Nationals’ Ortiz Flirts With Immortality

By Carla Peay
Updated: September 5, 2006

WASHINGTON, D.C. — With dwindling crowds, post season play not an option and a last place record in their division, fans might wonder what reason there is to keep coming to RFK Stadium to see the Nationals play. Yes, they have all-star Alfonso Soriano and rookie of the year candidate Ryan Zimmerman.

But this still scrappy team showed the fans even more reasons this Labor Day weekend. Fresh off of three exciting come from behind victories in a sweep of the Arizona Diamondbacks, the Washington Nationals extended their winning streak to five games with a two hit gem on Labor Day against the St. Louis Cardinals.

Starting pitcher Ramon Ortiz gave up three walks and recorded five strikeouts while pitching a stellar game, taking a no-hitter into the top of the ninth inning. It was broken up by a single to center field by shortstop Aaron Miles. Left fielder Chris Duncan followed with a line drive hit right at Nick Johnson, who doubled Miles off of first base.

Then, the shutout was history as Cardinals all-star first baseman Albert Pujols connected for his 43rd home run of the season, his fourth in two games. Ortiz was then pulled from the game, tipping his cap to a standing ovation from the crowd of just over 31,000, as closer Chad Cordero came on to get the last out by striking out Scott Rolen.

And, as if his pitching performance weren’t enough, Ortiz also hit the first home run of his career, a solo shot in the bottom of the eighth inning.

“I told him he pitched a tremendous ballgame,” said Nationals manager Frank Robinson. “I think the last thing I said to him was ‘nice hit’. It wasn’t a no-hitter, but he pitched an excellent ballgame. He wasn’t threatened by the Cardinals.”

Robinson was asked about his decision to pull Ortiz following the Pujols homer instead of leaving him in for the complete game victory. “I wanted him to leave with a good feeling today. I didn’t want him to have any more stress and strain than he had already, just let him enjoy the moment.”

National’s general manager Jim Bowden certainly did.“For every fan, for every media member, for every player, for every coach, for every manager, there’s nothing like it,” said Bowden of Ortiz’s near no-hitter.

“It’s nice to finish strong. It shows your character. How you finish tells you a lot about human beings, and how you’re building for next year, and certainly this five game run shows you a lot about their spirit and how hard they play,” added Bowden.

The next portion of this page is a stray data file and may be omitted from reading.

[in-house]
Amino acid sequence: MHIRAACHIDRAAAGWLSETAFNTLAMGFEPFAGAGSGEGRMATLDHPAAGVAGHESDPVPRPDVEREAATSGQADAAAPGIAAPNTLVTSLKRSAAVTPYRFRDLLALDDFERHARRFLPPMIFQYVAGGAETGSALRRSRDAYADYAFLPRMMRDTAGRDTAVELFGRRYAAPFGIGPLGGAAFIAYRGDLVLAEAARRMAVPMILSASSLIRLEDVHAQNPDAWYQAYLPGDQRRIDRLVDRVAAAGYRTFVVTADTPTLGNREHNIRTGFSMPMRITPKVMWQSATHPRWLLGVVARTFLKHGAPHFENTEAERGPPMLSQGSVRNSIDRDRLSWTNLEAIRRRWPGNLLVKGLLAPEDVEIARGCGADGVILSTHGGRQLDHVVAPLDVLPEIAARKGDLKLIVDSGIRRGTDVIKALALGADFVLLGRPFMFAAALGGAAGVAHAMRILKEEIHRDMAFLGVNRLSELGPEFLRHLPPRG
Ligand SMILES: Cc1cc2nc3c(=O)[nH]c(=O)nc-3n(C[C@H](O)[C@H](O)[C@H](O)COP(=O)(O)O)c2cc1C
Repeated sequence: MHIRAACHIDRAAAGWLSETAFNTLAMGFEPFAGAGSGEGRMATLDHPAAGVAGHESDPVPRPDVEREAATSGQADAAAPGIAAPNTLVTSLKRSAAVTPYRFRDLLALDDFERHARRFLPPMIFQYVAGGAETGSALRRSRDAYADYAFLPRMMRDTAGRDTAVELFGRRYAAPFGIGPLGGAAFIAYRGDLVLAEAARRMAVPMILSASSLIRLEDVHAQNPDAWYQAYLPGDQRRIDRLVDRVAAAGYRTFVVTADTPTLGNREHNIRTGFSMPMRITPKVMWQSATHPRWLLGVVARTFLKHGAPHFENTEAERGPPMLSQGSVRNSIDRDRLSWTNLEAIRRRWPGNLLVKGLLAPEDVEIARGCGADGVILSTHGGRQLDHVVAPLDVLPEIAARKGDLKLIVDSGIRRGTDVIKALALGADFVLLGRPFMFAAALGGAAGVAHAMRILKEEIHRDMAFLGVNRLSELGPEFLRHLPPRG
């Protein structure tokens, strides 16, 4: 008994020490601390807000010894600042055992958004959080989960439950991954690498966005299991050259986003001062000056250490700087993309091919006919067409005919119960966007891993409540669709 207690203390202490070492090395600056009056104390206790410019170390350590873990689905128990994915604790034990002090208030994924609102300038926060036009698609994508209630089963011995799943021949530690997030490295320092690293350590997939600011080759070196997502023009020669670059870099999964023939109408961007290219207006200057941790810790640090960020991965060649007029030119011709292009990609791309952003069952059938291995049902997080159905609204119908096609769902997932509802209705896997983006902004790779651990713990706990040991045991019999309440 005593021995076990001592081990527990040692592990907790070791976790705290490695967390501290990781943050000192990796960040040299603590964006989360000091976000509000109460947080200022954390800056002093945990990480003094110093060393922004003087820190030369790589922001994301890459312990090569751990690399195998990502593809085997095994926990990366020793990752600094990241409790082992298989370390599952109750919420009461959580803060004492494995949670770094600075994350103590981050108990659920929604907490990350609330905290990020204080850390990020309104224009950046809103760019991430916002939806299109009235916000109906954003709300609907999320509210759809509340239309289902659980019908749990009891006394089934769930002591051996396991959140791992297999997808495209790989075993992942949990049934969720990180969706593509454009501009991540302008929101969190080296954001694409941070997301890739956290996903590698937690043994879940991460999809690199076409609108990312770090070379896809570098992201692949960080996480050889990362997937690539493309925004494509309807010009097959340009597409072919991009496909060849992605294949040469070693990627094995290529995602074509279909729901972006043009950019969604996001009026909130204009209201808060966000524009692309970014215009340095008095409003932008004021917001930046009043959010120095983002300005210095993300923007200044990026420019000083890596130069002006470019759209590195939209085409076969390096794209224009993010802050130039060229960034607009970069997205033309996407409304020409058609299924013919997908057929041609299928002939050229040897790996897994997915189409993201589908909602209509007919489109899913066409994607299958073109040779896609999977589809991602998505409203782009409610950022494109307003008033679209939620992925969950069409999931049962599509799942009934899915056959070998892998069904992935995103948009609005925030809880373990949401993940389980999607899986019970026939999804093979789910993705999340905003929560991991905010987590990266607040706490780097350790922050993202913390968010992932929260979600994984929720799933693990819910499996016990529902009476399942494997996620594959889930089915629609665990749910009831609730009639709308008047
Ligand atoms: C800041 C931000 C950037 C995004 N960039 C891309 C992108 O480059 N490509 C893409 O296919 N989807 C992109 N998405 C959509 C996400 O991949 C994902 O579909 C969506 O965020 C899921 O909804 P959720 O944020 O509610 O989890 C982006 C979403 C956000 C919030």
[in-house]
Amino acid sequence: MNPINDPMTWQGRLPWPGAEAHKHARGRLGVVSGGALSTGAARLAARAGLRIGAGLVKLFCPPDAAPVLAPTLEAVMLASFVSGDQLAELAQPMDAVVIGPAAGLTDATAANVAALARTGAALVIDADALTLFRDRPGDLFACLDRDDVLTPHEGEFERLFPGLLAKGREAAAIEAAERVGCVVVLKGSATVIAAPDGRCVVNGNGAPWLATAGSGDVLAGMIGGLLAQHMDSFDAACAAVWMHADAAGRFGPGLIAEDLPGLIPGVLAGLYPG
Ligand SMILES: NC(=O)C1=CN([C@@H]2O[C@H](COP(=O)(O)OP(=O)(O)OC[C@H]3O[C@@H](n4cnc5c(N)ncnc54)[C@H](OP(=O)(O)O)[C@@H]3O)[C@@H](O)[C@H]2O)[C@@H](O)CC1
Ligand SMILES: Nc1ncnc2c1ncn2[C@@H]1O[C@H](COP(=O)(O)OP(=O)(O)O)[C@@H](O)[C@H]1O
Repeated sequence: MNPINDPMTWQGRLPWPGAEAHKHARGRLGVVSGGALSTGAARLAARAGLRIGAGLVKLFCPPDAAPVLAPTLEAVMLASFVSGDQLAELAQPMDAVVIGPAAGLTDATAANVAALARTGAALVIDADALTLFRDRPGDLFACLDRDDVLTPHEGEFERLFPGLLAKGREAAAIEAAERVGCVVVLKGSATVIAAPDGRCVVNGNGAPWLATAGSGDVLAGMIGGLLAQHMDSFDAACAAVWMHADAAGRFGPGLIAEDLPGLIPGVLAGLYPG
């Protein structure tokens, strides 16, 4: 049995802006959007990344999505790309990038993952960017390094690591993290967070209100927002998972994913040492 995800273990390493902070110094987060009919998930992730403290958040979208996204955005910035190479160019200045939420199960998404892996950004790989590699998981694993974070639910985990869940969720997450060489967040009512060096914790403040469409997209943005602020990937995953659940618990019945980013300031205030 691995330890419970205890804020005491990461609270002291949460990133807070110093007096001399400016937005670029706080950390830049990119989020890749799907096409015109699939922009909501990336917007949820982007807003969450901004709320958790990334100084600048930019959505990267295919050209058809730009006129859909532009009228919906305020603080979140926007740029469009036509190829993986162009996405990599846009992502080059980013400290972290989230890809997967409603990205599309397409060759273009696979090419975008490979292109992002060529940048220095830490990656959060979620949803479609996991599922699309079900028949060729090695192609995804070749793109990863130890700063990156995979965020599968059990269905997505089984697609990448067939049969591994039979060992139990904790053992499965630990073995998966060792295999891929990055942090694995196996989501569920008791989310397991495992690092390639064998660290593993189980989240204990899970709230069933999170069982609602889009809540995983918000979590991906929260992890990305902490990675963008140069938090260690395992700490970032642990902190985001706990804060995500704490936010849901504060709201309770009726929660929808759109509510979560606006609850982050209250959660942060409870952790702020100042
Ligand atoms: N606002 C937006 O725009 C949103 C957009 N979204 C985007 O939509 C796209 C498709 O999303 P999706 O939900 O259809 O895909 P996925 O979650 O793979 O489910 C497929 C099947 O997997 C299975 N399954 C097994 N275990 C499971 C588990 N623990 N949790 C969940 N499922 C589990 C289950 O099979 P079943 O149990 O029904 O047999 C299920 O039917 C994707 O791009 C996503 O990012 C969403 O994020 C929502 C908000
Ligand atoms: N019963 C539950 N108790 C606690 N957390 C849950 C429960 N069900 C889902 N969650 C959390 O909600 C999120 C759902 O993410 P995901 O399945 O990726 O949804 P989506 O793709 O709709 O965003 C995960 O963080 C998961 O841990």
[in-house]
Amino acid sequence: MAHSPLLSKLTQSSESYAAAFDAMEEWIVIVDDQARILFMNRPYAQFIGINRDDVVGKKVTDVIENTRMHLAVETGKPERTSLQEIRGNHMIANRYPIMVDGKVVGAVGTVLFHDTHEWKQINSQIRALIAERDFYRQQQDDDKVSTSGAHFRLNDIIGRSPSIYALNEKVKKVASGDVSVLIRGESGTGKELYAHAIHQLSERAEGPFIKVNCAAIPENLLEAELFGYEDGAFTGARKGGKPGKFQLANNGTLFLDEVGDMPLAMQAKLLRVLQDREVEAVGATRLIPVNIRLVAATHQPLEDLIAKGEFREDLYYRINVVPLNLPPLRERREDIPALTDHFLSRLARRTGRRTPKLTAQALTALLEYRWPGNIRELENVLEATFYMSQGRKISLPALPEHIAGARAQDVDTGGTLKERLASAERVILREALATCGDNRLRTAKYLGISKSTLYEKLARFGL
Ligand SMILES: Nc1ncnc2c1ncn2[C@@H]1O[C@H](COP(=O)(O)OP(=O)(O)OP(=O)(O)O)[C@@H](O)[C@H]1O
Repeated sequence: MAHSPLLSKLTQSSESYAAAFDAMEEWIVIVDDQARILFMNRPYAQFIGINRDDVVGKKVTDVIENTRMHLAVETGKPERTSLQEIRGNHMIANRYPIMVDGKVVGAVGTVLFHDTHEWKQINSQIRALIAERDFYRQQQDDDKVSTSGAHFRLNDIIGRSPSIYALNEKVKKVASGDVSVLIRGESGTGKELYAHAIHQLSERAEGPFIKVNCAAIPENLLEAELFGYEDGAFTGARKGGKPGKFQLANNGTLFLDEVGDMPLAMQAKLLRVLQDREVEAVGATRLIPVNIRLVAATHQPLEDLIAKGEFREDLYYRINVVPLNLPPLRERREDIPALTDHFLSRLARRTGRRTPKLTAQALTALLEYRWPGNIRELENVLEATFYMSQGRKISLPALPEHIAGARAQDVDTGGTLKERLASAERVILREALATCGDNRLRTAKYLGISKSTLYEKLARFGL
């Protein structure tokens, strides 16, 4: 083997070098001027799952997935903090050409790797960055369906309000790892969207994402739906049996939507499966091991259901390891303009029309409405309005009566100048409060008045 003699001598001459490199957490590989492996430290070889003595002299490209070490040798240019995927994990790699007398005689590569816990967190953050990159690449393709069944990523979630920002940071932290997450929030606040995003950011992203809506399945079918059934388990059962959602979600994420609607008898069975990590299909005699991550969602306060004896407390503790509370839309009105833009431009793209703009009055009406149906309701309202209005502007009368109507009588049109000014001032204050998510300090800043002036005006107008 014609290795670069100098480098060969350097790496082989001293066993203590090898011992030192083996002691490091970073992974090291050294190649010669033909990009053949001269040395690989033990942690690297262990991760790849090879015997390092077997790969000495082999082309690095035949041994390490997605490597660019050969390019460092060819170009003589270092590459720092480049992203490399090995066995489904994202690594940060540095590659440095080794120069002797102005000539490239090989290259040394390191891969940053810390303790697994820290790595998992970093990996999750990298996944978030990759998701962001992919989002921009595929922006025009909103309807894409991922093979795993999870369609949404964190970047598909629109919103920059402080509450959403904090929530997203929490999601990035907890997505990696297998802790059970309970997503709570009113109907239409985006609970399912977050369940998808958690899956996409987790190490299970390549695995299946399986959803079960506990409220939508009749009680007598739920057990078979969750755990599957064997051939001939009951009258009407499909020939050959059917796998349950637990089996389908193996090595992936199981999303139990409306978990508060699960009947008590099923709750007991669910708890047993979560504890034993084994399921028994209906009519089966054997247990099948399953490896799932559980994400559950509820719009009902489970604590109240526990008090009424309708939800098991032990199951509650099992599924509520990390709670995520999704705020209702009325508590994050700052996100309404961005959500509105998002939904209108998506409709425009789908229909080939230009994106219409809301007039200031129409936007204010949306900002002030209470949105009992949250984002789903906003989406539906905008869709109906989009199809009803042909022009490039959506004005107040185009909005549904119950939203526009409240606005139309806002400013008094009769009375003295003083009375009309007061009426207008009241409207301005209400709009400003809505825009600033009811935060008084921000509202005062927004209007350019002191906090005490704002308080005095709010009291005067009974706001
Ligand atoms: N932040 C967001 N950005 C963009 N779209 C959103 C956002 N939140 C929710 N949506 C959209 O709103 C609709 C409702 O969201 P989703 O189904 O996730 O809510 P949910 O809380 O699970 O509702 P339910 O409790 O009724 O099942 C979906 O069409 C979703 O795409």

It was hard to tell from a smiling Ortiz which was more exciting for him, a win, a near no-hitter, or his first career homerun.“When I hit that ball, I said, ‘Oh my God, it’s a home run’. I said ‘yes’. It’s unbelievable”.

“I [won’t] sleep tonight. It was unbelievable today. We got everything today. We hit home runs, and [I threw] a good game. We played the way we have to play. We won the game. I’m very happy,” said Ortiz.

There were few smiles in the Cardinals clubhouse however, after being two-hit by a team that is 17 games under .500 while they are in a playoff chase. Despite his explosive homerun streak of late, Pujols made it clear he would have preferred a win.

“It doesn’t matter, we got the loss. I would take 0 for 3 and take the win,” said Pujols, adding that Ortiz kept them off balance all afternoon.

Rookie of the year candidate Ryan Zimmerman has a 10 game hitting streak. Alfonso Soriano is shooting for an unprecedented 50 home runs, 40 stolen bases and 20 outfield assists (his current totals are 44, 36 and 19). The team has a five game winning streak.

And on a sunny Labor Day afternoon, Ramon Ortiz pitches 8 innings of no-hit ball, the longest no-hit streak in the majors this season, against the perennial powerhouse of the national league central, the St. Louis Cardinals.

The Nationals may finish the season in last place, but they’re not going down without a fight.